The Japanese term “sumi” means “black ink” and “e” means “painting”. It indicates one of the art forms in which subjects are painted with black ink in all possible gradations ranging pure black to the lightest shades achievable by dissolving ink in water. However, this does not mean that everything painted in this way deserves to be called “sumi-e”. Real “sumi-e” must correspond to typical features, such as simplicity and spontaneousness that directly strike the viewers’ sensibility. In order for a painting to be “alive”, all of its parts must be alive. This type of painting already includes the “sketch”; there is no need for preparation as in traditional painting; any superfluous form or detail is left out. Sumi-e grasps the essence of nature. Sumi-e was introduced into Japan by Zen monks and it then became rapidly successful because in this “technique”, as in Zen practice, reality is expressed by reducing it to its pure bare form. Touch-ups, additions and decorations do not enhance a work, but rather hide its true nature. Just as in cooking, if you add too many spices, you won’t get the real flavor of what you've made.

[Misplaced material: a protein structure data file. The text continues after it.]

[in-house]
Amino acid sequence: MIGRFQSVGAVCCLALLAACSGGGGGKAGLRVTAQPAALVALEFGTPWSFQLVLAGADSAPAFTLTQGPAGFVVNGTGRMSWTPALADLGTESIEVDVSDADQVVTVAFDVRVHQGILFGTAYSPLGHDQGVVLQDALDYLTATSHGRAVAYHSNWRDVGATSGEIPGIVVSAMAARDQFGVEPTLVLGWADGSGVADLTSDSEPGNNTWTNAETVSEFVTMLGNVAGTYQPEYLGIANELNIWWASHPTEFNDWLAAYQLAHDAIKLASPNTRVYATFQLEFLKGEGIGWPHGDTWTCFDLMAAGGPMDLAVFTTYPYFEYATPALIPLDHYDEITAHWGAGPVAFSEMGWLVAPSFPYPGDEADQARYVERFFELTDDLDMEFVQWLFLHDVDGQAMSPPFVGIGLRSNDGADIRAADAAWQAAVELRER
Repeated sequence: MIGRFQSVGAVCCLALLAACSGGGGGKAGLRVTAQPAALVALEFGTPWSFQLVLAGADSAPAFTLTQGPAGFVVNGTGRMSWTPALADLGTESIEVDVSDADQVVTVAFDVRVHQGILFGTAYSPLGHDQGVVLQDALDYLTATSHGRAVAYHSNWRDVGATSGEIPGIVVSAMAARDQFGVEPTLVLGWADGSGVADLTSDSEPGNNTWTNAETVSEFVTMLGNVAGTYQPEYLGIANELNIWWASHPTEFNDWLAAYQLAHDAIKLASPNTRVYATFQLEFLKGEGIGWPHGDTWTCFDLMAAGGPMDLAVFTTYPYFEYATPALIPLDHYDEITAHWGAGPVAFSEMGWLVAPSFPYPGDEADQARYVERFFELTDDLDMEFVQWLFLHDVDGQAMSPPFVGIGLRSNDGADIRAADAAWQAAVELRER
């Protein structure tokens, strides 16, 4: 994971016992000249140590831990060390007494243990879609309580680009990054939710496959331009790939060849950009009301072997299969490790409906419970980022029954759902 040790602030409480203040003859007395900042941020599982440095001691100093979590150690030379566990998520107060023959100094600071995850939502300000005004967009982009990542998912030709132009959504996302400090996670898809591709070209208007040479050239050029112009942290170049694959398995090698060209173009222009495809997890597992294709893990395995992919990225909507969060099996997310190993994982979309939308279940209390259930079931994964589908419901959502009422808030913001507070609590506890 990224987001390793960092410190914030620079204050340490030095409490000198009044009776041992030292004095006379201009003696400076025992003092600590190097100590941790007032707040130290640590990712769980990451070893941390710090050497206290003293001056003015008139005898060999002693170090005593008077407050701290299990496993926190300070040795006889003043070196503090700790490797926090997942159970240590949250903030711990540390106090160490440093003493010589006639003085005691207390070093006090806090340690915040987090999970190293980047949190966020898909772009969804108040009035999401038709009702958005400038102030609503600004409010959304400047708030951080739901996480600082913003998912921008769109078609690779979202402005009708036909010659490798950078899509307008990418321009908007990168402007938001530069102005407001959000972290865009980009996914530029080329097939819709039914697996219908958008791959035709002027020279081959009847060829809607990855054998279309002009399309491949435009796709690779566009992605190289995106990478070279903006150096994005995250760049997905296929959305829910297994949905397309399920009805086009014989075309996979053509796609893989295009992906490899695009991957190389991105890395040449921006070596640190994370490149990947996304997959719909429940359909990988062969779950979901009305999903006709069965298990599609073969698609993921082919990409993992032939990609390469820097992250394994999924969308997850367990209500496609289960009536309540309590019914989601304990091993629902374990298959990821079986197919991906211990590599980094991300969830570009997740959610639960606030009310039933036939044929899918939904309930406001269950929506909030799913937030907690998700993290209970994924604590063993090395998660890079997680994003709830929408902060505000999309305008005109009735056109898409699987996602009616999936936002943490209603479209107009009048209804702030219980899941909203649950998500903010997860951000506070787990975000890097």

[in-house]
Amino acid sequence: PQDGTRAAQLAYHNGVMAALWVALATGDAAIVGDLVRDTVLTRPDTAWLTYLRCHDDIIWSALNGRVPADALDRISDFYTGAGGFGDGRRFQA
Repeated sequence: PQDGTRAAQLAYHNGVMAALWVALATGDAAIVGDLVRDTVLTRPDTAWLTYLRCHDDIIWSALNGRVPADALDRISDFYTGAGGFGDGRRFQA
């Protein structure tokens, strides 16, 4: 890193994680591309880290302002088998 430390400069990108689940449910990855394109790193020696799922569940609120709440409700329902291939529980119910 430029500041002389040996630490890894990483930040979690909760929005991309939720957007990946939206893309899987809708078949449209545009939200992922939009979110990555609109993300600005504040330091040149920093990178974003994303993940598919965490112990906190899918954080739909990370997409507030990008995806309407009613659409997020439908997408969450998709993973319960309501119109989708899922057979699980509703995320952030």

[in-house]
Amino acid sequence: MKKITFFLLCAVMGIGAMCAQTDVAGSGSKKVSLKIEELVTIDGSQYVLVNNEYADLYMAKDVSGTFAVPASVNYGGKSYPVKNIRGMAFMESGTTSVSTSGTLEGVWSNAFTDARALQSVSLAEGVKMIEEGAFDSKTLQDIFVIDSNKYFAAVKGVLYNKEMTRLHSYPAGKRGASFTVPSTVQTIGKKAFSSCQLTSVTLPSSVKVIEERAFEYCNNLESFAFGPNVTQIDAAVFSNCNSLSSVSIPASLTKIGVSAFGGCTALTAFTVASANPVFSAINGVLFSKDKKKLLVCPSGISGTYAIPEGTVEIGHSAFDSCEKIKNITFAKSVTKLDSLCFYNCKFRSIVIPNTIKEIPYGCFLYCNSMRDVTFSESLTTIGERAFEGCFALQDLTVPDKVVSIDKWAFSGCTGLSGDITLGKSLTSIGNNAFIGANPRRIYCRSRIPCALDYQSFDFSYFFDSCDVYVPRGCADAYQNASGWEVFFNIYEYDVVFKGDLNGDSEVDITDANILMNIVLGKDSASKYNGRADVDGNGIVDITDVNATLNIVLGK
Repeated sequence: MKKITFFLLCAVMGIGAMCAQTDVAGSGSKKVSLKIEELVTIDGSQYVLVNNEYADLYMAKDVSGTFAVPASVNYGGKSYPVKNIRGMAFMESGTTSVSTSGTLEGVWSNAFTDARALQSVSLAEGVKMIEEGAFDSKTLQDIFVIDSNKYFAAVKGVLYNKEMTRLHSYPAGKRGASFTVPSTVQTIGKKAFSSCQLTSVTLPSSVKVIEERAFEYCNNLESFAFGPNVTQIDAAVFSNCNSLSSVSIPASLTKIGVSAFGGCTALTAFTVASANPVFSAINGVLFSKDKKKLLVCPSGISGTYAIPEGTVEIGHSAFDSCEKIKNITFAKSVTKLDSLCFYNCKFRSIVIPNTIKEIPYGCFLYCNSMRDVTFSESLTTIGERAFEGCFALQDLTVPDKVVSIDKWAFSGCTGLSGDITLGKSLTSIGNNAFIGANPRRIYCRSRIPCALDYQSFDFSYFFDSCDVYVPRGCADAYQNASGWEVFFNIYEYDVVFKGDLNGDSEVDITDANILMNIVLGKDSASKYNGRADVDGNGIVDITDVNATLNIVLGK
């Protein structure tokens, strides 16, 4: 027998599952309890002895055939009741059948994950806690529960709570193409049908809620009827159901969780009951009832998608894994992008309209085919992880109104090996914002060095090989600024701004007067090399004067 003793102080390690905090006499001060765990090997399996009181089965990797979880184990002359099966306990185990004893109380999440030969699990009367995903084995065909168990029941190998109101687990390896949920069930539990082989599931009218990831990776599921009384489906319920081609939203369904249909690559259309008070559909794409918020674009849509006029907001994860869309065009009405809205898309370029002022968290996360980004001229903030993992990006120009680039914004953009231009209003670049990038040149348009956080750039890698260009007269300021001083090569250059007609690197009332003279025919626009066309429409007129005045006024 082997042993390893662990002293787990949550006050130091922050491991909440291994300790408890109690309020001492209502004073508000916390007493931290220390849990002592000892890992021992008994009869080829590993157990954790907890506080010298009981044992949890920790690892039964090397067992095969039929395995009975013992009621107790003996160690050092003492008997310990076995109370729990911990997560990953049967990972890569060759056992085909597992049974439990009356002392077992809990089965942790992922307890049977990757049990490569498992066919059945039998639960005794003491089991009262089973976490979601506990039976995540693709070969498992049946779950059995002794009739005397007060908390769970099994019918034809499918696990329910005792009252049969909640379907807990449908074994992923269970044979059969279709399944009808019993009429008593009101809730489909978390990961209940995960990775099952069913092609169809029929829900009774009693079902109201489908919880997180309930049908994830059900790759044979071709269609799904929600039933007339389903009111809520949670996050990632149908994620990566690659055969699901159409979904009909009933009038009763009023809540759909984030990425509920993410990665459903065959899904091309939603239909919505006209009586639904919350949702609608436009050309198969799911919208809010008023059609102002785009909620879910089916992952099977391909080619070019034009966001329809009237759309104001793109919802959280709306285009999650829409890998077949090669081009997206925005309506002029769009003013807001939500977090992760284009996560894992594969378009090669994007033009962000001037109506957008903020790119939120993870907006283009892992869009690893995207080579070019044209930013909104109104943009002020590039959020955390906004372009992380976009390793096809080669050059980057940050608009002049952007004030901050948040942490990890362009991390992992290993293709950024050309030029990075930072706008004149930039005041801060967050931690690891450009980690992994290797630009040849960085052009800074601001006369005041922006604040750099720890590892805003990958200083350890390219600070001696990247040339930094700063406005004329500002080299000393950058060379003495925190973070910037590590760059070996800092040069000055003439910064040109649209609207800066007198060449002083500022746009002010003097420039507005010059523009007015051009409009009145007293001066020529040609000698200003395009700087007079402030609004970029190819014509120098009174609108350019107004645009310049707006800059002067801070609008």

« Sumi-e: art forms in which subjects are painted with black ink »

A quote saved on May 14, 2015.


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